IMF South Afric

Headquarters of the International Monetary Fund (IMF) in Washington D.C., the United States

The IMF is confident that South Africa can sort itself out

The International Monetary Fund is of the opininion that South Africa is perfectly capable of sorting out its own problems without a loan.

IMF South Afric

Headquarters of the International Monetary Fund (IMF) in Washington D.C., the United States

The International Monetary Fund’s (IMF) senior representative in South Africa Montfort Mlachila has revealed that South Africa has not approached it for a loan and revealed he believes the country does not need one.

IMF backs South Africa to recover

The South African economy is struggling. Reports of record numbers of unemployed people have followed the IMF themselves slashing its gross domestic product growth forecasts for the nation.

However, according to Mlachila, the institution remains confident that South Africa has the ability to solve its own problems.

“To tell you the truth we – by ‘we’ I mean the institution – much prefer countries to resolve their own problems and I’ve no doubt that SA has the capacity to address its own problems in the various areas, especially on the growth front, as well as on the fiscal front,” he told a conference hosted by the Bureau for Economic Research (BER).

Montfort Mlachila, IMF senior representative in South Africa

Warning from Busa

Business Unity South Africa had warned that the country may need to approach the IMF for a loan unless something was done to stop the hemorrhaging of money through state-owned enterprises such as Eskom.

“The choice is stark yet simple,” said president of Business Unity South Africa Sipho Pityana in an open letter to the nation.

“Either we prescribe our own medicine, or someone else will prescribe it for us. And it will be bitter, bitter medicine.”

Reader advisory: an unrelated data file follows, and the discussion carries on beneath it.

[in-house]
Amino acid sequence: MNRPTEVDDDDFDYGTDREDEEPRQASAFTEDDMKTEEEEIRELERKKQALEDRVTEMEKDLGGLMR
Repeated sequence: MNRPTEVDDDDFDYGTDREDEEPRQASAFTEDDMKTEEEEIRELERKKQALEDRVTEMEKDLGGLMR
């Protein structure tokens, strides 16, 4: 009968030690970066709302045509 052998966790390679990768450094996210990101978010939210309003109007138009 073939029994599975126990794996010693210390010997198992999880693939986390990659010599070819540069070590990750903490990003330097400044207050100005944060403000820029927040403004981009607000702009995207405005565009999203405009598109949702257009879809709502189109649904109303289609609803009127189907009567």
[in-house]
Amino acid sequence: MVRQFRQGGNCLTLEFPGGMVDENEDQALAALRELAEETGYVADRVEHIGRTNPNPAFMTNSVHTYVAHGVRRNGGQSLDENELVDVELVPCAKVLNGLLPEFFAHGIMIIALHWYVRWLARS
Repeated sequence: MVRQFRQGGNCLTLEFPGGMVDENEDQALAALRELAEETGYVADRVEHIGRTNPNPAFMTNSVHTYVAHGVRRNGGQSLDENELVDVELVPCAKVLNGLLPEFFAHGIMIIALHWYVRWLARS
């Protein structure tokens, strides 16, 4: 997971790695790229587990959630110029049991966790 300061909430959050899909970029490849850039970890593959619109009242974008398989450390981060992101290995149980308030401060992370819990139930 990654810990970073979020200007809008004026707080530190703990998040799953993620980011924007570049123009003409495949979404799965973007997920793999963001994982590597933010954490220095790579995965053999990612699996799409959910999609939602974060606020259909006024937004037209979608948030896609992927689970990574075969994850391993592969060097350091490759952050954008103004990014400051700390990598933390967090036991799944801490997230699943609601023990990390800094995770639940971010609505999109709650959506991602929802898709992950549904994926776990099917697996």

Business Unity South Africa

The bitter medicine is likely in reference to austerity measures that would be enforced by the IMF as conditions for granting the loan.

No loan required

The ruling African National Congress and South African Reserve Bank had hit back, stating they did not need to ask the international bank for a loan.

This has now been backed up by the IMF through Mlachila but it in no way means South Africa is out of the woods or, indeed, even heading in the right direction yet.

It just means that the capacity to solve our own problems exists.

According to Mlachila, structural reforms were needed to boost growth and something drastically needed to be done about the state of public debt.

“The public-debt trajectory is not favourable and frankly becoming uncomfortable, and the debt-service bill is crowding socially desirable spending,” he said.

Later in the conference BER projected a budget deficit of 6% of the country’s gross domestic product. This means the country is spending 6% more money than it is making, which is a huge problem and will only be made worse unless government spending is brought under control.

Montfort Mlachila, IMF senior representative in South Africa